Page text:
Animal Farm Review
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Welcome to the adult version of Babe. At first, the plot of this masterpiece makes it sound as innocent and fun as another Charlotte's Web. Animals revolt against their farmer, Mr. Jones, and set up their own barnyard government and society that’s run exclusively by animals in the interest of better treatment for all. But that’s where the similarities stop. This isn’t a cute, heart-warming adventure, filled with singing animals and lovely life-lessons; but rather it’s an in-depth look at social dominance, the abuse of power and how a corrupt government can bend the thinking of an entire society, ultimately destroying the commoner and all she/he has worked for.

Animal Farm deals with the optimism of revolution and the crushing blow when it fails. Different animals become symbols of society, but it’s the pigs that play the major role. The pigs' agenda seems clear from the start, and as they manipulate their way into power and ultimately a totalitarian regime, the notion that power corrupts, but absolute power corrupts absolutely takes its cue.

Using propaganda to manipulate the rest of the animals, Squealer, the voice of the pigs' government, is able to alter the rule “all animals are equal,” a communist mantra, into “all animals are equal, but some animals are more equal than others,” a totalitarian tactical statement. The pigs also use Moses (a raven that represents the church) and his notion of Sugarcandy Mountain, a place that’s meant to represent what parts of society call heaven, to keep the hopes and dreams of the labouring animals alive, while they’re quietly washed away by a government that cares only about itself.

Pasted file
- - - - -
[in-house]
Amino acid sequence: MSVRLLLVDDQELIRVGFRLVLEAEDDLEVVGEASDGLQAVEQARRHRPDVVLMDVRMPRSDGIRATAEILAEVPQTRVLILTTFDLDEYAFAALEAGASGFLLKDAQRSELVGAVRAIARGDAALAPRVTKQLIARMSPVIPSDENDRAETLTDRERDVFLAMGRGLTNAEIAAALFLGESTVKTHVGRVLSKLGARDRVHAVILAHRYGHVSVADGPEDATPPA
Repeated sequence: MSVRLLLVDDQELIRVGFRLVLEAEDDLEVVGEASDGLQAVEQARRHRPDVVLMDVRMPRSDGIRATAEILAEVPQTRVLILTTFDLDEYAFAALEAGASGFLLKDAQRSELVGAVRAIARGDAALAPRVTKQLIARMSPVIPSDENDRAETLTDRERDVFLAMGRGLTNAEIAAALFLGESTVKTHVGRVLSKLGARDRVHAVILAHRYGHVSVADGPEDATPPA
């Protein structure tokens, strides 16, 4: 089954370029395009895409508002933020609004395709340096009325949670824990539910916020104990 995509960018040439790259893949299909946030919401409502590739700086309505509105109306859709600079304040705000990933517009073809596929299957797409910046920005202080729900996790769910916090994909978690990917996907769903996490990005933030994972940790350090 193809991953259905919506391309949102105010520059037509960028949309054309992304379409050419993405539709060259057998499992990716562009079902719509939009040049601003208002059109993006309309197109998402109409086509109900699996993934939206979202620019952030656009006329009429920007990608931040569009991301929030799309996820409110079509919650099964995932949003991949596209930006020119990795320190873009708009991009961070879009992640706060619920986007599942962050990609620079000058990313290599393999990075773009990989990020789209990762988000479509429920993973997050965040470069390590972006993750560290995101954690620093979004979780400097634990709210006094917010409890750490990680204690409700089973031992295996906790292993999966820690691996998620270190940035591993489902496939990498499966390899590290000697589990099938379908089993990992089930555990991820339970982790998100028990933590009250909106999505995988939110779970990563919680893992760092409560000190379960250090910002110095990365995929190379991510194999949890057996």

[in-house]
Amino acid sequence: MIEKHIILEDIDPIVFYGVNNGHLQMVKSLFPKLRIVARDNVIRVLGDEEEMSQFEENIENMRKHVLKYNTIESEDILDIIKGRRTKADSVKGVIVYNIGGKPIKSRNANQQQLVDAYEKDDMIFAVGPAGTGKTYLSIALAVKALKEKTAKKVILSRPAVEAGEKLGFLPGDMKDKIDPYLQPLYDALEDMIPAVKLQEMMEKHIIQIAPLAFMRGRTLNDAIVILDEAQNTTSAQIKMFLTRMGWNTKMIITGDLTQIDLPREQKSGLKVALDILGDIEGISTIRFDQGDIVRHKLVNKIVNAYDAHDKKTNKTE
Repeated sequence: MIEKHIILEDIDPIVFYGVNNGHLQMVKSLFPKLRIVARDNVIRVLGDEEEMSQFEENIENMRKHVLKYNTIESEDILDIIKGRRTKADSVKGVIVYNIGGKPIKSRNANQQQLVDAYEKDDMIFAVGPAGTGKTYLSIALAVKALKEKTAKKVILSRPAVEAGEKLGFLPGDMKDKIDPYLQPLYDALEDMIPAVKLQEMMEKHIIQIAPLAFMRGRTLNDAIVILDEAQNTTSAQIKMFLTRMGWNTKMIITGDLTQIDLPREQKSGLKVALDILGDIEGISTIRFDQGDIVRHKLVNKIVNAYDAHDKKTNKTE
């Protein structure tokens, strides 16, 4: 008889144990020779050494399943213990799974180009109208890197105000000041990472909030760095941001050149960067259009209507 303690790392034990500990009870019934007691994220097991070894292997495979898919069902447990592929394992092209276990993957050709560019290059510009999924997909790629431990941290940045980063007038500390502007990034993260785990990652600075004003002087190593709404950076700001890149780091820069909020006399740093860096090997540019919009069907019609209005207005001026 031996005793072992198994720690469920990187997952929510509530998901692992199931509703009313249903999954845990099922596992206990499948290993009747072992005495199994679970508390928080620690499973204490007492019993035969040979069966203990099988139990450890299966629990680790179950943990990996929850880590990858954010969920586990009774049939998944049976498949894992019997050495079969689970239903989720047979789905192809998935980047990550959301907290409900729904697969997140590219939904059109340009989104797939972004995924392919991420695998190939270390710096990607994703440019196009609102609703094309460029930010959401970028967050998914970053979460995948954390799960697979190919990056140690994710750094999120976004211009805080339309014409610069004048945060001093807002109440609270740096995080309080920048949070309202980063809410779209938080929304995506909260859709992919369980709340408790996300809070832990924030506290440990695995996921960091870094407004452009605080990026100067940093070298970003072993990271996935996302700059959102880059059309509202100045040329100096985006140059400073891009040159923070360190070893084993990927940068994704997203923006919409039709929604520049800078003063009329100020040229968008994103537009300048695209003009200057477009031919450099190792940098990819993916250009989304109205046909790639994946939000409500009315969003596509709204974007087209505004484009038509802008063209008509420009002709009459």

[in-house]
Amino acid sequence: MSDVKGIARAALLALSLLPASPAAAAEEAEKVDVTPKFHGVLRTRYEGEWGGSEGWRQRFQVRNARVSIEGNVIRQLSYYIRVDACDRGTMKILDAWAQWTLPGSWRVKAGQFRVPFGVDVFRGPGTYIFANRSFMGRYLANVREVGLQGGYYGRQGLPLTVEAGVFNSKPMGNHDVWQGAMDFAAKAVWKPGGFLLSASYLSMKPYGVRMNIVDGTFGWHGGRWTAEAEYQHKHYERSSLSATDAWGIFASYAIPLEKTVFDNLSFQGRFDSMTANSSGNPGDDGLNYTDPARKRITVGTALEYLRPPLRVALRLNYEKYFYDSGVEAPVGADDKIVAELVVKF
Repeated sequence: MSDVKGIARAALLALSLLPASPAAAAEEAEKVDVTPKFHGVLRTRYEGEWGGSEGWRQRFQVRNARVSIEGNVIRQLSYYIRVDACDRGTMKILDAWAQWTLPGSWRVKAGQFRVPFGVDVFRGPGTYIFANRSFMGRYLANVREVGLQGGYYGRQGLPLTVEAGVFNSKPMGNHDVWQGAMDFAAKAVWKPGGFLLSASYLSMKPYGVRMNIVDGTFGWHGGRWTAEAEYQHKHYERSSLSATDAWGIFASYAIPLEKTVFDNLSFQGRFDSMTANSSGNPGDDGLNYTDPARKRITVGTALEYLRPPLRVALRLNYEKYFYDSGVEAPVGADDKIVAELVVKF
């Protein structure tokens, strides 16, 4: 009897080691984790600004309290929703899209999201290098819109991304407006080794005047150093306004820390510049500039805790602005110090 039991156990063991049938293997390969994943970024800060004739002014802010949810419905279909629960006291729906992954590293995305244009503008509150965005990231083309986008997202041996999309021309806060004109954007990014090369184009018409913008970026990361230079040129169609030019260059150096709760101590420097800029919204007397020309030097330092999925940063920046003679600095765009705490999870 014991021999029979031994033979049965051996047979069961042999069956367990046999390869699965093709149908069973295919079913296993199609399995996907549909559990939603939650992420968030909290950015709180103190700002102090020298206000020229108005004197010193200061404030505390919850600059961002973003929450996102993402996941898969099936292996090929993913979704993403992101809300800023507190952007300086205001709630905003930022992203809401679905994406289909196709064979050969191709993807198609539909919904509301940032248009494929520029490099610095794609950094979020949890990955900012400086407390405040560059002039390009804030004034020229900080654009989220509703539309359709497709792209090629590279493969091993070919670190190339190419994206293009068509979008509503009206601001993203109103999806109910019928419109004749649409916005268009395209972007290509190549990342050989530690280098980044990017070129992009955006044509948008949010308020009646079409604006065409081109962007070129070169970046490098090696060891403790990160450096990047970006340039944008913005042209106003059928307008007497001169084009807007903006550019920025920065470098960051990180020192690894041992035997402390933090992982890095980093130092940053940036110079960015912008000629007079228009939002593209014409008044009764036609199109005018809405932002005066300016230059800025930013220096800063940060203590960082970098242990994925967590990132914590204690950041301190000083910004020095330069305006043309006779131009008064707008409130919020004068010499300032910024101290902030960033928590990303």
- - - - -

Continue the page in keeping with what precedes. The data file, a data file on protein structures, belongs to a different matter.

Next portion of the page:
Animal Farm is a short novel and an easy read. While its subject matter is quite serious, it’s hidden so skillfully into the simplicity of the literal plot that regardless of whether you’re interested in revolution, communism, and totalitarian governments or not, the book is an enjoyable story in its own right. It also seems particularly relevant in today's world of Fox News-style propaganda and political catchphrases like “axis of evil” and “freedom fries.” The book served as a warning when it was written and, as amazing as it seams, so many years later, it still manages to carry a message that’s current and relevant to our lives.

This novel—along with Orwell’s other masterpiece, 1984—is an astounding example of human nature and the nature of political control, as well as of the dangers of taking your government at face value. I recommend this book to anyone who likes to think for her- or himself.

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